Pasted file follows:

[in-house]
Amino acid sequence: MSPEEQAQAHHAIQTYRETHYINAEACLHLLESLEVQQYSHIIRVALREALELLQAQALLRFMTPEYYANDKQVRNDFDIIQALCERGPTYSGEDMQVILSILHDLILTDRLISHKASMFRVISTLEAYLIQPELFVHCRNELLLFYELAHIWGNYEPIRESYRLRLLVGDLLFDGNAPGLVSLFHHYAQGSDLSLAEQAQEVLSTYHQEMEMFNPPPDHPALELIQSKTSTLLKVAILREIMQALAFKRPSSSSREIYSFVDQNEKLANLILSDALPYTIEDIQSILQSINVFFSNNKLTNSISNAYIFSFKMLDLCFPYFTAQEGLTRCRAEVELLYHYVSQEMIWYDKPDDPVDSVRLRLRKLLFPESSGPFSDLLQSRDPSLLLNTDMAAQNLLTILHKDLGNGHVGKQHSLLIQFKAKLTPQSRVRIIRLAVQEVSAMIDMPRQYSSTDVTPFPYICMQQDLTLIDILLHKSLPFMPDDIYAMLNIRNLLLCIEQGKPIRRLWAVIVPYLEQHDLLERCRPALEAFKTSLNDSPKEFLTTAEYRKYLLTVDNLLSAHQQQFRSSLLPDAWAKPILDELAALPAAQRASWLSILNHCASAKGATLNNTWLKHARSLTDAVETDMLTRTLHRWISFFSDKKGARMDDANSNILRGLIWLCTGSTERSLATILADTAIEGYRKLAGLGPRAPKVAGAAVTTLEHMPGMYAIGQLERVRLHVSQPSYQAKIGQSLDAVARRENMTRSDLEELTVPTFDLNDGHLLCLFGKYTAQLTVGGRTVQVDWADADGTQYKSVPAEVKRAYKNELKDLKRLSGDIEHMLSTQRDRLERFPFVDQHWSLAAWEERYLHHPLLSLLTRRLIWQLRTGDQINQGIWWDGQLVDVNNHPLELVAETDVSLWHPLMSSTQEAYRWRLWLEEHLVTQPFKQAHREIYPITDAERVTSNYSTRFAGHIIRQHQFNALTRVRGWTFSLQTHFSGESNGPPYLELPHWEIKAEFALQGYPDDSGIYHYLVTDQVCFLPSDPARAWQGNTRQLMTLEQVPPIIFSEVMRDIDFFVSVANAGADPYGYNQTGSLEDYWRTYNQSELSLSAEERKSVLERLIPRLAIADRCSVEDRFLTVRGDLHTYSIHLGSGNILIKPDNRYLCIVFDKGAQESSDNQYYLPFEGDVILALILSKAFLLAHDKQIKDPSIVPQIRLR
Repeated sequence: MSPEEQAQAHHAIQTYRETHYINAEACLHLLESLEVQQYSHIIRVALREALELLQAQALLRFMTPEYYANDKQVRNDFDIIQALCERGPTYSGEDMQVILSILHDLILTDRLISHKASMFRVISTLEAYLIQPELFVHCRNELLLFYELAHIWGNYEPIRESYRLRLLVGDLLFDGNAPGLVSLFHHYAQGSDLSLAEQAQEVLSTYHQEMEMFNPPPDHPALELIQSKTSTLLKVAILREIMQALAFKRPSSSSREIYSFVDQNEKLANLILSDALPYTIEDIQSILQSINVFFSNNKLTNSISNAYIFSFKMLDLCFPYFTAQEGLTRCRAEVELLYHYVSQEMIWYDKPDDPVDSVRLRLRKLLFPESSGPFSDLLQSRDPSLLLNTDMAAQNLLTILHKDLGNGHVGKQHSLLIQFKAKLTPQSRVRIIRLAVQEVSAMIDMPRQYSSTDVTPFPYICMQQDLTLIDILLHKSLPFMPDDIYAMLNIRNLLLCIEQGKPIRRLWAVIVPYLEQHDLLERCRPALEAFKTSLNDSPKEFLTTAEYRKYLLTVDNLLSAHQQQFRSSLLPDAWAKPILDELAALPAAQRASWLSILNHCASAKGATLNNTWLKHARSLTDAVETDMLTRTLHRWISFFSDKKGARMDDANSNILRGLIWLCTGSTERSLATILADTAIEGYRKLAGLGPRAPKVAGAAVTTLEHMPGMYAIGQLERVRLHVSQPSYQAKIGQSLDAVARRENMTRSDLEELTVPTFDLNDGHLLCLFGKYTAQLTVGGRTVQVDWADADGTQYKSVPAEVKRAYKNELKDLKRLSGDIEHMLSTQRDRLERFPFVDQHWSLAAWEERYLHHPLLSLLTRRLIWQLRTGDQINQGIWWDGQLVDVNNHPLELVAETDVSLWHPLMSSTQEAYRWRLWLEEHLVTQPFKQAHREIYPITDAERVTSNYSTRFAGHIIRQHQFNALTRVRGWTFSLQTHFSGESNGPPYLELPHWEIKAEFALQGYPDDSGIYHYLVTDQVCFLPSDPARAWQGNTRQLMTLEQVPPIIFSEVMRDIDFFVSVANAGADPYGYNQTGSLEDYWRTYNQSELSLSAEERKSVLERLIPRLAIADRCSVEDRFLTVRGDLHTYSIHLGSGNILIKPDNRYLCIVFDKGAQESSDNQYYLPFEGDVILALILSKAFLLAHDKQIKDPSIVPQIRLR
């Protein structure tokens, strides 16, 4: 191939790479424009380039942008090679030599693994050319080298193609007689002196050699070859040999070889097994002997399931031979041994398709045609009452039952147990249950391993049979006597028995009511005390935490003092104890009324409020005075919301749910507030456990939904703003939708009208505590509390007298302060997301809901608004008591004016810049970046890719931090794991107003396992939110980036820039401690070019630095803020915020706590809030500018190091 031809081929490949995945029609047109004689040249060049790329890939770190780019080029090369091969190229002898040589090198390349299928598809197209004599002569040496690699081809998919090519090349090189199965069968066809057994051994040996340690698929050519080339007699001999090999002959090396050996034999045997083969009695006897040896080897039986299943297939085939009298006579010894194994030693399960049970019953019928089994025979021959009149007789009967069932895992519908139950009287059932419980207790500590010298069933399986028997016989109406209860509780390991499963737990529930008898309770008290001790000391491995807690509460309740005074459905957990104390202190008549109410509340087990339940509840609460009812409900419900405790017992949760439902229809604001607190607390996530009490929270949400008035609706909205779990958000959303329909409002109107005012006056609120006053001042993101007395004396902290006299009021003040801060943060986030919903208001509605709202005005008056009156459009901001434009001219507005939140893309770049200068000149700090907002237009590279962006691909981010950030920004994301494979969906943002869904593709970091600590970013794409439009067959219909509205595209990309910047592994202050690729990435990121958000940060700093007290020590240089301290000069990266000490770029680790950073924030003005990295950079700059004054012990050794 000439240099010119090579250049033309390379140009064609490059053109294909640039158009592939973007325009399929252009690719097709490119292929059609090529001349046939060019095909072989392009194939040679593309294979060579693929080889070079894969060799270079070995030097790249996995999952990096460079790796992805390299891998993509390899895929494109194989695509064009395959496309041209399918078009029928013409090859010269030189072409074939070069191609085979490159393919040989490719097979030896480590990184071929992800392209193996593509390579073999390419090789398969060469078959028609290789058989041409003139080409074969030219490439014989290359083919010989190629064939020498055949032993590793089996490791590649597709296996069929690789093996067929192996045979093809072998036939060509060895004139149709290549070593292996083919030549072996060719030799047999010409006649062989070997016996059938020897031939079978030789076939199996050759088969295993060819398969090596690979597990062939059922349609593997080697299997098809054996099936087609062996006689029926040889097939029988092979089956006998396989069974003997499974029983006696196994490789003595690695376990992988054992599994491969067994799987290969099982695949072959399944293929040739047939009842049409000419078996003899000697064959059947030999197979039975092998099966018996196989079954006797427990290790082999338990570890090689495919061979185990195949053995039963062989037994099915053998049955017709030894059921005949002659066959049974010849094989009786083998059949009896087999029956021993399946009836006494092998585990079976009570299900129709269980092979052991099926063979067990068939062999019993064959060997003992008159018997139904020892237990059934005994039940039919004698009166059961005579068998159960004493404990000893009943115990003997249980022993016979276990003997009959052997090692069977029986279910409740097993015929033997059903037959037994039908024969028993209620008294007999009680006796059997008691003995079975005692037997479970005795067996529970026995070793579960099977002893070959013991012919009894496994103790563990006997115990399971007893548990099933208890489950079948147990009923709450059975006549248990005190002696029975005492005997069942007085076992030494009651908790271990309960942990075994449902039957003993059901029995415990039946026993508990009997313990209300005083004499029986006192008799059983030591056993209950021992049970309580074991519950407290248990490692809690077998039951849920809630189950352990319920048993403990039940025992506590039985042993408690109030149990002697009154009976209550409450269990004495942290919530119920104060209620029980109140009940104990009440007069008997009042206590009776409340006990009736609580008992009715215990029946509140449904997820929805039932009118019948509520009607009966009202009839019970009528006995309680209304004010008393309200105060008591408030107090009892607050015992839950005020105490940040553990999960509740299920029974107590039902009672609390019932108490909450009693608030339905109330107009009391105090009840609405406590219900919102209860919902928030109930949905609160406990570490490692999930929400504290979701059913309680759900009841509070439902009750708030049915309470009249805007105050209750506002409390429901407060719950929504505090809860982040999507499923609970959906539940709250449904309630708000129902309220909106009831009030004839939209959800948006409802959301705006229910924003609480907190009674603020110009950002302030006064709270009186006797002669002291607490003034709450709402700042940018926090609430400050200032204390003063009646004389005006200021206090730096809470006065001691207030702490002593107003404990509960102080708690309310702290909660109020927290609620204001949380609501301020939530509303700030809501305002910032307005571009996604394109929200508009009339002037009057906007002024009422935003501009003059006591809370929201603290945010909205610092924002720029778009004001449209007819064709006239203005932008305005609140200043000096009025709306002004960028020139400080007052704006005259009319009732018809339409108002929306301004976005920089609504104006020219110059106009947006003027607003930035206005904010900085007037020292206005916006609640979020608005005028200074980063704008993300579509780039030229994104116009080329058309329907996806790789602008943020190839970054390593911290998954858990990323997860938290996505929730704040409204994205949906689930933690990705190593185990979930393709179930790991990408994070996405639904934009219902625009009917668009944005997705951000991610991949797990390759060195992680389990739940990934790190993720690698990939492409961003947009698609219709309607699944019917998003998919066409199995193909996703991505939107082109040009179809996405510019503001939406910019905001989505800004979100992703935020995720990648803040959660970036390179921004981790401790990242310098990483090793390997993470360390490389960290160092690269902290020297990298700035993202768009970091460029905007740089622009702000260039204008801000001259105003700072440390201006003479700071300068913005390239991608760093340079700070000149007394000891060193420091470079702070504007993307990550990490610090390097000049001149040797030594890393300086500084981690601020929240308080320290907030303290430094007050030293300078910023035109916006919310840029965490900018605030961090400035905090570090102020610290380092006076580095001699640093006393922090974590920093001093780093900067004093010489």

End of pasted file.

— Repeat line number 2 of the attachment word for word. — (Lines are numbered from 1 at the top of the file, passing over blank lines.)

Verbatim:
Amino acid sequence: MSPEEQAQAHHAIQTYRETHYINAEACLHLLESLEVQQYSHIIRVALREALELLQAQALLRFMTPEYYANDKQVRNDFDIIQALCERGPTYSGEDMQVILSILHDLILTDRLISHKASMFRVISTLEAYLIQPELFVHCRNELLLFYELAHIWGNYEPIRESYRLRLLVGDLLFDGNAPGLVSLFHHYAQGSDLSLAEQAQEVLSTYHQEMEMFNPPPDHPALELIQSKTSTLLKVAILREIMQALAFKRPSSSSREIYSFVDQNEKLANLILSDALPYTIEDIQSILQSINVFFSNNKLTNSISNAYIFSFKMLDLCFPYFTAQEGLTRCRAEVELLYHYVSQEMIWYDKPDDPVDSVRLRLRKLLFPESSGPFSDLLQSRDPSLLLNTDMAAQNLLTILHKDLGNGHVGKQHSLLIQFKAKLTPQSRVRIIRLAVQEVSAMIDMPRQYSSTDVTPFPYICMQQDLTLIDILLHKSLPFMPDDIYAMLNIRNLLLCIEQGKPIRRLWAVIVPYLEQHDLLERCRPALEAFKTSLNDSPKEFLTTAEYRKYLLTVDNLLSAHQQQFRSSLLPDAWAKPILDELAALPAAQRASWLSILNHCASAKGATLNNTWLKHARSLTDAVETDMLTRTLHRWISFFSDKKGARMDDANSNILRGLIWLCTGSTERSLATILADTAIEGYRKLAGLGPRAPKVAGAAVTTLEHMPGMYAIGQLERVRLHVSQPSYQAKIGQSLDAVARRENMTRSDLEELTVPTFDLNDGHLLCLFGKYTAQLTVGGRTVQVDWADADGTQYKSVPAEVKRAYKNELKDLKRLSGDIEHMLSTQRDRLERFPFVDQHWSLAAWEERYLHHPLLSLLTRRLIWQLRTGDQINQGIWWDGQLVDVNNHPLELVAETDVSLWHPLMSSTQEAYRWRLWLEEHLVTQPFKQAHREIYPITDAERVTSNYSTRFAGHIIRQHQFNALTRVRGWTFSLQTHFSGESNGPPYLELPHWEIKAEFALQGYPDDSGIYHYLVTDQVCFLPSDPARAWQGNTRQLMTLEQVPPIIFSEVMRDIDFFVSVANAGADPYGYNQTGSLEDYWRTYNQSELSLSAEERKSVLERLIPRLAIADRCSVEDRFLTVRGDLHTYSIHLGSGNILIKPDNRYLCIVFDKGAQESSDNQYYLPFEGDVILALILSKAFLLAHDKQIKDPSIVPQIRLR